There is perhaps an analogy to be made here with the nitrous oxide experiments with which Beddoes's name is more firmly fixed. In his deathbed letter to Humphry Davy, Beddoes lamented that he had ‘scattered abroad the Avena Fatua [wild oats] of knowledge, from which neither branch nor blossom nor fruit has resulted’.38 But as we know, pneumatic medicine laid the basis for the first surgical anaesthetics in the 1840s when the anaesthetic properties of nitrous oxide were fully recognized. In the same way, we might think, his attempts to propound the German psychological tradition to early nineteenth-century Britons went largely unnoticed at the time he made them, only to become mainstream towards the middle of the nineteenth century. For that reason alone, his involvement with this tradition deserves to be better known.
↵1 G. S. Rousseau, ‘Psychology’, in The ferment of knowledge (ed. G. S. Rousseau and Roy Porter), pp. 143–210 (Cambridge University Press, 1980); Robert Brown, ‘Psychology’, in An Oxford companion to the Romantic Age (ed. Iain McCalman et al.), pp. 361–368 (Oxford University Press, 2001).
↵2 David Hartley, Observations on Man, His Frame, His Duty, and His Expectations (2 volumes) (James Leake and Wm. Frederick, London, 1749).
↵3 Brown, op. cit. (note 1), p. 362.
↵4 M. Bell, The German psychological tradition (Cambridge University Press, 2005).
↵5 Karl Philipp Moritz, ‘Vorschlag zu einem Magazin der Erfahrungs-Seelenkunde’, in Lesebuch (ed. Uwe Nettelbeck), pp. 151–169 (Franz Greno, Nördlingen, 1986).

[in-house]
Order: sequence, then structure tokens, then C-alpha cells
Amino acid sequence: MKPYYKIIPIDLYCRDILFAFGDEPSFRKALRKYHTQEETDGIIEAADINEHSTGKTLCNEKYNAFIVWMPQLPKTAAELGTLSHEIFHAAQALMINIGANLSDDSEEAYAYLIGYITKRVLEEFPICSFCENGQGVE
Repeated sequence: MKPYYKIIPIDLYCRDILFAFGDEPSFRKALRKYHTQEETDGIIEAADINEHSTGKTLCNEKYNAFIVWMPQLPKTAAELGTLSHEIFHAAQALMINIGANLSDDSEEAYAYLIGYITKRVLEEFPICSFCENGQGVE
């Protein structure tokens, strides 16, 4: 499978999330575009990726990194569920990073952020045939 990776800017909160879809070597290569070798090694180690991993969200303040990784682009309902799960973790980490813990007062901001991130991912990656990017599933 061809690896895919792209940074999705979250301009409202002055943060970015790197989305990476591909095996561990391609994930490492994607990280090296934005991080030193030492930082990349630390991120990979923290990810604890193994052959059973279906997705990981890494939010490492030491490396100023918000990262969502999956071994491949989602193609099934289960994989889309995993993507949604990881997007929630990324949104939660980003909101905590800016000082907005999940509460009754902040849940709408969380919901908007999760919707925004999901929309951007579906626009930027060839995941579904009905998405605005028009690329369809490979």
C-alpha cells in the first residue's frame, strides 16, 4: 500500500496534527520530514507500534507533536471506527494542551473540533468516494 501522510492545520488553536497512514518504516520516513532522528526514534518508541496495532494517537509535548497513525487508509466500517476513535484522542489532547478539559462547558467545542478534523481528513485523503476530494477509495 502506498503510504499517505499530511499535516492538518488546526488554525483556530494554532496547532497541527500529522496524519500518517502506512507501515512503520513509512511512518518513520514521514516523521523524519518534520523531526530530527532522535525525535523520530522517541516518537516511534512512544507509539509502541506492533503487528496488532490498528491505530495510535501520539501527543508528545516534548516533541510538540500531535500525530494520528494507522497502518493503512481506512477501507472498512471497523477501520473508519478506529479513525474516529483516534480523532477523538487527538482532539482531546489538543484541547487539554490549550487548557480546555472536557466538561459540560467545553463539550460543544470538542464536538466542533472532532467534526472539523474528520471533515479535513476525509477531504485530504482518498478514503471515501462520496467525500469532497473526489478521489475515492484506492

↵6 Sir A. Crichton, An inquiry into the nature and origin of mental derangement. Comprehending a concise system of the physiology and pathology of the human mind (T. Cadell and W. Davies, London, 1798), p. viii. For an excellent account of Crichton's career see D. B. Weiner, ‘Mind and body in the clinic’, in The languages of psyche: mind and body in Enlightenment thought (ed. G. S. Rousseau), pp. 331–402 (University of California Press, London, 1990).
↵7 M. Boulby, Karl Philipp Moritz: at the fringe of genius (University of Toronto Press, London, 1979), p. 121.
↵8 R. Hunter and I. Macalpine, Three hundred years of psychiatry 1535–1860 (Oxford University Press, 1963), p. 559.
↵9 Crichton, op. cit. (note 6), vol. 1, pp. 203–205.
↵10 Ibid., pp. 207–208.
↵11 A. Suzuki, ‘Dualism and the transformation of psychiatric language in the seventeenth and eighteenth centuries’, Hist. Sci. 33, 417–446 (1995).
↵12 Thomas Beddoes, Hygëia: or, Essays Moral and Medical On the Causes Affecting the Personal State of Our Middling and Affluent Classes (3 volumes) (J. Mills, Bristol, 1802–1803), Essay X, vol. 3, pp. 47–48.
↵13 E. Darwin, Zoönomia; or, the Laws of Animal Life (2 vols) (J. Johnson, London, 1796), vol. 2, p. 358.
↵14 Beddoes, op. cit. (note 12), p. 61.
↵15 Ibid., pp. 61–62.